I’ve written and talked about movies more in the past four months than the entirety of my previous life. In doing so, I’ve been made aware of how much “reality” factors into my enjoyment of the movies. Not in terms of the subject matter, because I go gonzo for stuff like Lord of the Rings and Games that involve Thrones on the TV side, but reality in the context of the world that’s been created for my entertainment. I get really hung up on whether the reactions of the characters fit into the construct I’ve set up for this world based on the mood and themes of the movie itself. This isn’t any revolutionary concept but it’s what drives a lot of my enjoyment in watching movies.

In a movie like Manchester by the Sea, there is a lot that hinges on the believability of the actors when it comes to loss and tragedy. Basically the entire movie is an exploration of how certain people, specifically men from the Boston area, deal with the loss of loved ones. In those terms, I can’t think of a movie that handles this theme better. The main focus is on Casey Affleck’s character Lee Chandler and his nephew Patty Chandler, played by Lucas Hedges. When Patty’s father and Lee’s brother passes away, Lee if left with custody over Patty and struggles with how to deal with the responsibility that’s been thrust upon him. From the very beginning of the movie, it’s made apparent that Lee doesn’t deal with his emotions in a healthy way and the rest of the time the audience is waiting to see if he will eventually get it.

There isn’t much about the plot that can’t be gleaned from the trailers because it isn’t that convoluted. Lee is a single janitor working in Boston proper while Patty has a rich life complete with multiple girlfriends in Manchester, which is somewhere closer to the Sea than Boston. After gaining custody of Patty, Lee is left with the difficult choice of whose life gets upended. Much of the conflict comes from these two fighting to maintain the status quo. Lee is an accommodating guy looking for a playbook on how to handle this situation but he’s haunted by a past that causes him to betray his better judgement. Coming into the movie the lead character’s biggest flaw isn’t anything new to discover but what we’re looking for is a revelatory  backstory and hope for his future.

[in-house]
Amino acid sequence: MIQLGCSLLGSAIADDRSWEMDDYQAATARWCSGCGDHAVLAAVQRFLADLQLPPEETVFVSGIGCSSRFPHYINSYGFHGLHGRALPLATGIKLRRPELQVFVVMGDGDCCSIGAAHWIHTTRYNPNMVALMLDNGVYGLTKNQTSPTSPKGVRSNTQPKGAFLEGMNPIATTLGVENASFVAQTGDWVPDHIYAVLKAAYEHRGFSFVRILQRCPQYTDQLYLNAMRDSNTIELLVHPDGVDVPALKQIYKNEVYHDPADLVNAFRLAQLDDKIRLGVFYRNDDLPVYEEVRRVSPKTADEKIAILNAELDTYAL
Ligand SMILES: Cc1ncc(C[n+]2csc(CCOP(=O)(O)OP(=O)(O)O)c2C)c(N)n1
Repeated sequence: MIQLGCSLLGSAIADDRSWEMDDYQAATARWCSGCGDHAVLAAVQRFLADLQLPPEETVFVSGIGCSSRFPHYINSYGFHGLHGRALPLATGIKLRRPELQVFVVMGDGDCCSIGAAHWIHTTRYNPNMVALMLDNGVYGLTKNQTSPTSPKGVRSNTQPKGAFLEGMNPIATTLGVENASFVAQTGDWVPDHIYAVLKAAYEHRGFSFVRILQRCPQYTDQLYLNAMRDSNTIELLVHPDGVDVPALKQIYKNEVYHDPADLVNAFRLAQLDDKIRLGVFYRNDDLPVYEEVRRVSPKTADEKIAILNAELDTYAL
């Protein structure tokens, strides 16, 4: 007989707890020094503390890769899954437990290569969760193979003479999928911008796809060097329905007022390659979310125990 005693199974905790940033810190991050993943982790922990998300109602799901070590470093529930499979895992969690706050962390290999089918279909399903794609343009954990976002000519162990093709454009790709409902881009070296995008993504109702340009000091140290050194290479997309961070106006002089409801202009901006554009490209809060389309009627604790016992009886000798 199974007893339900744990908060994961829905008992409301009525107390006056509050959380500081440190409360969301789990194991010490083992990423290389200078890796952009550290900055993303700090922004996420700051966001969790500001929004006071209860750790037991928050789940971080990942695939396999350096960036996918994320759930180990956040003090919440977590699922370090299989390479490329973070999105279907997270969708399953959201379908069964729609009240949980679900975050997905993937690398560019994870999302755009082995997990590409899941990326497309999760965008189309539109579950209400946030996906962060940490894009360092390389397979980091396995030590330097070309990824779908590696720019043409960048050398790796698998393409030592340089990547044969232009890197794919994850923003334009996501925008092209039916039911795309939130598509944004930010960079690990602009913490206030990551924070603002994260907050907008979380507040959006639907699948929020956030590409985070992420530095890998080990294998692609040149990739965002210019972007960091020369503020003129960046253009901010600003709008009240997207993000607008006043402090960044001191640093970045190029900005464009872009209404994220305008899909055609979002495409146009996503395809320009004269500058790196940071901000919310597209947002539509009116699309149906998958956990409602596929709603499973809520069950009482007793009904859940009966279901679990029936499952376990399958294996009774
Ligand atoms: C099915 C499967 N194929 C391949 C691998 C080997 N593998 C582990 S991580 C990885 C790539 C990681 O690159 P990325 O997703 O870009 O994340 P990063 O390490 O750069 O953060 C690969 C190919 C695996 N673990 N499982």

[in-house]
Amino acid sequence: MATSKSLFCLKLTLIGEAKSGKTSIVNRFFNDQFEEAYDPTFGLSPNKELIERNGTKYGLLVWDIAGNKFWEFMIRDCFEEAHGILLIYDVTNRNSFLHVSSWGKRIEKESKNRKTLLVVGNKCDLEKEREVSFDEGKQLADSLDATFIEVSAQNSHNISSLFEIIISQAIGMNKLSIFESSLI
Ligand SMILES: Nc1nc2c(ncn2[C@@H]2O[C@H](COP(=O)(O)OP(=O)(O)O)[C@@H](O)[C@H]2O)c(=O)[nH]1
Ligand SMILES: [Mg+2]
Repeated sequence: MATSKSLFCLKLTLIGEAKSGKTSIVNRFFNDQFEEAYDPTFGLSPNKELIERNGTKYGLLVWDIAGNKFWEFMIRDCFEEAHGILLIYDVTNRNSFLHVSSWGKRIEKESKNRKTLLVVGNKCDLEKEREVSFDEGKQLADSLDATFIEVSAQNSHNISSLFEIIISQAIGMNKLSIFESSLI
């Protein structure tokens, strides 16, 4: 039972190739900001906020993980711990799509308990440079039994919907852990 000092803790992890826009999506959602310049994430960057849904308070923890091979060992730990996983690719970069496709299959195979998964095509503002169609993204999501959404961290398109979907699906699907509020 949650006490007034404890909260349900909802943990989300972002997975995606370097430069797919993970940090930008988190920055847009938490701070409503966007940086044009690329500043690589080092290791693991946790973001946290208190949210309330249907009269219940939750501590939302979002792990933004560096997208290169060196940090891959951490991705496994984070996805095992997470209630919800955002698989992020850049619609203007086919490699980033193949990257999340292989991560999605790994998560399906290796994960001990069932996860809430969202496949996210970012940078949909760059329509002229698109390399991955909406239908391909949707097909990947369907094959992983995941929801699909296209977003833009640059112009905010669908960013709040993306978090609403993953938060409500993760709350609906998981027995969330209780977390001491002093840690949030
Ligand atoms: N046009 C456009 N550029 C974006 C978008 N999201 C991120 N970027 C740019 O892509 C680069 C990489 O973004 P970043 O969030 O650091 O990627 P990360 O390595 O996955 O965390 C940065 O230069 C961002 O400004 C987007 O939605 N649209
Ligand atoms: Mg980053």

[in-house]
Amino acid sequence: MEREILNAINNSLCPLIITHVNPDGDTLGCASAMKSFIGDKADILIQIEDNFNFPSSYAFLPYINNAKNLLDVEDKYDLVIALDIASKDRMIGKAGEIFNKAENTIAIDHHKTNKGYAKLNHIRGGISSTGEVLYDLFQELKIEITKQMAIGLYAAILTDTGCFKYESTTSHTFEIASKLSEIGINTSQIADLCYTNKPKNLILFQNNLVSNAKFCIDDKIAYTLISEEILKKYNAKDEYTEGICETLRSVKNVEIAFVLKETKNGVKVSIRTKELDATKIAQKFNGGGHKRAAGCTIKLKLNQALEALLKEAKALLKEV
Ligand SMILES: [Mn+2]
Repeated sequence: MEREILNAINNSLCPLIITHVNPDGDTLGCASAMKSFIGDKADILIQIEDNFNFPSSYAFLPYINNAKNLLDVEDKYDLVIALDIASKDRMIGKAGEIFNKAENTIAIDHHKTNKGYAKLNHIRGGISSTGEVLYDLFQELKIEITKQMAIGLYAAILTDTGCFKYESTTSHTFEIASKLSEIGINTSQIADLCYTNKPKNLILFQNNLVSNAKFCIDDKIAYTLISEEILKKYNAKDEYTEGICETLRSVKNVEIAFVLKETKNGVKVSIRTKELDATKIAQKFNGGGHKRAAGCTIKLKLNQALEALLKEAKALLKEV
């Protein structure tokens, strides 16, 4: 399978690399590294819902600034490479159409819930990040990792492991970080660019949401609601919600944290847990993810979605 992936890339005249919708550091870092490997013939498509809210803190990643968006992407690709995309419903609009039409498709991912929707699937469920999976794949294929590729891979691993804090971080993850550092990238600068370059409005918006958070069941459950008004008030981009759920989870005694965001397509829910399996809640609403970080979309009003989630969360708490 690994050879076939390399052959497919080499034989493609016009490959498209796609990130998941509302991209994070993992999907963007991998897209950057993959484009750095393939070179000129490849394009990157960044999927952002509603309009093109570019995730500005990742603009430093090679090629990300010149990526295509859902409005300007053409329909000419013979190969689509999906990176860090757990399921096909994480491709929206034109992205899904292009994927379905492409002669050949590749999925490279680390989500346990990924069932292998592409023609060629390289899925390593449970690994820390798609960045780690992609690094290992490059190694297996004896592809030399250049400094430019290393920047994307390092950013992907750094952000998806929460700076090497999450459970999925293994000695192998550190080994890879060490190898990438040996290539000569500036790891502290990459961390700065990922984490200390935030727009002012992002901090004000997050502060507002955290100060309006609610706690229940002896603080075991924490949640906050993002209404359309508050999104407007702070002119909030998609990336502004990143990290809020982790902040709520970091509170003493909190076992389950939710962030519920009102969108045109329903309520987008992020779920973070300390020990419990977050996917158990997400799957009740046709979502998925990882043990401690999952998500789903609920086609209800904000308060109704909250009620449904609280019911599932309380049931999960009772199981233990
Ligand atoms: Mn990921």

The idea of men mishandling their softer emotions is a trope that dates back to cave paintings so we’re not breaking ground here. Casey Affleck is looking to perfect the wheel and does so by delivering an on point muted, dead-inside performance that sets the bar for future muted, dead-inside performances. As the movie digs deeper into his past through a smattering of flashbacks, we learn more about what makes his character tick. After we get the full story, it’s pretty obvious why he is the way he is and his portrayal is really the only realistic response you can expect from a human. Too many times, I feel like movies don’t want to go to these depths and actors are not willing to completely let go of the rainbow of emotions that they are so desperate to display.


Now I don’t want to make it seem like Casey Affleck is pulling a mannequin challenge the entire time. He plays everything well enough that you recognize him as a fellow human with a capability of emotions and you can see his internal struggle because he doesn’t want to be as hollow as he is. For those out there who are not as into watching an empty vessel of a man find his soul again, the movie does bring levity and counterpoints to Affleck’s performance. Most of this can be attributed to the young Lucas Hedges. If you’ve seen any trailers for this movie, then you’ve seen the praise he’s already getting for a “breakout” performance and although I was skeptical coming in, he really does deliver. His character handles the loss of his father in a wholeheartedly different manner than Affleck’s and without his delicate approach, the movie would have fallen into much darker places than it intended.

You can see the effort by the writer/director Kenneth Lonergan to keep spirits up despite the dismal subject matter. Similar to a parent trying to distract their baby who they know is about to burst into tears, he sprinkles humor into key points in the movie. It’s a risky proposition that works 99% of the time here. I didn’t expect as much humor as I got coming into the movie so I was hesitant to laugh with my fellow moviegoers. Seeing a movie in a theater compared to at home always brings added pressure to react like the crowd. I resisted the urge to laugh at a few early bits because I wasn’t sure where we were going yet. Eventually though, I got with the program. But during a particularly hard scene to watch, there is a moment that is played for a chuckle where I choose instead to let the sadness wash over me. There were a few giggles in the audience so I was a little confused. Surely, they wouldn’t want to underplay what feels like an integral moment in a key character’s backstory, I thought. Looking back now, maybe the intention was to keep my mind occupied so I didn’t focus on what just happened. I may have lost it if I had.

Leaving the theater, I wouldn’t describe my feelings as sad but something more contemplative. There’s a lot to digest in this movie and as an uncle myself I was just lost in thought. How would I react in this situation? I like to think I’m better adjusted than the Lee character but equally unprepared for that kind of responsibility. Was the movie as funny as the crowd reactions or did I just happen to watch the movie with a crowd of psychopaths? I guess it was pretty funny when Affleck goes full Bostonian and says “parked the car” (He literally says that). Through it all, I’m glad Affleck is getting Oscar buzz but not because he necessarily “deserves” it the way Leo did last year but because recognition of his performance would validate everything I look for in movies.